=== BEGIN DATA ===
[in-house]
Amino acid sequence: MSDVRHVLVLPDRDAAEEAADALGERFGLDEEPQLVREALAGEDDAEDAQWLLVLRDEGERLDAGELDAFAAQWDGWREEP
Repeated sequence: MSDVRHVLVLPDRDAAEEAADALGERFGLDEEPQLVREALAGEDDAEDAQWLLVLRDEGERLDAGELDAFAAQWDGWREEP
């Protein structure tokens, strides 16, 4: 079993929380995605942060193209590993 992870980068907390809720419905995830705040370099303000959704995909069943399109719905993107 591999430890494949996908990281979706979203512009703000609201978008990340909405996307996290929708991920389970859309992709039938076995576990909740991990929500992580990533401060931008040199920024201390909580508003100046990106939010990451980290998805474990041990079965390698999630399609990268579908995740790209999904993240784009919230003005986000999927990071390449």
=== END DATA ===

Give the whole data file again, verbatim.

[in-house]
Amino acid sequence: MSDVRHVLVLPDRDAAEEAADALGERFGLDEEPQLVREALAGEDDAEDAQWLLVLRDEGERLDAGELDAFAAQWDGWREEP
Repeated sequence: MSDVRHVLVLPDRDAAEEAADALGERFGLDEEPQLVREALAGEDDAEDAQWLLVLRDEGERLDAGELDAFAAQWDGWREEP
């Protein structure tokens, strides 16, 4: 079993929380995605942060193209590993 992870980068907390809720419905995830705040370099303000959704995909069943399109719905993107 591999430890494949996908990281979706979203512009703000609201978008990340909405996307996290929708991920389970859309992709039938076995576990909740991990929500992580990533401060931008040199920024201390909580508003100046990106939010990451980290998805474990041990079965390698999630399609990268579908995740790209999904993240784009919230003005986000999927990071390449």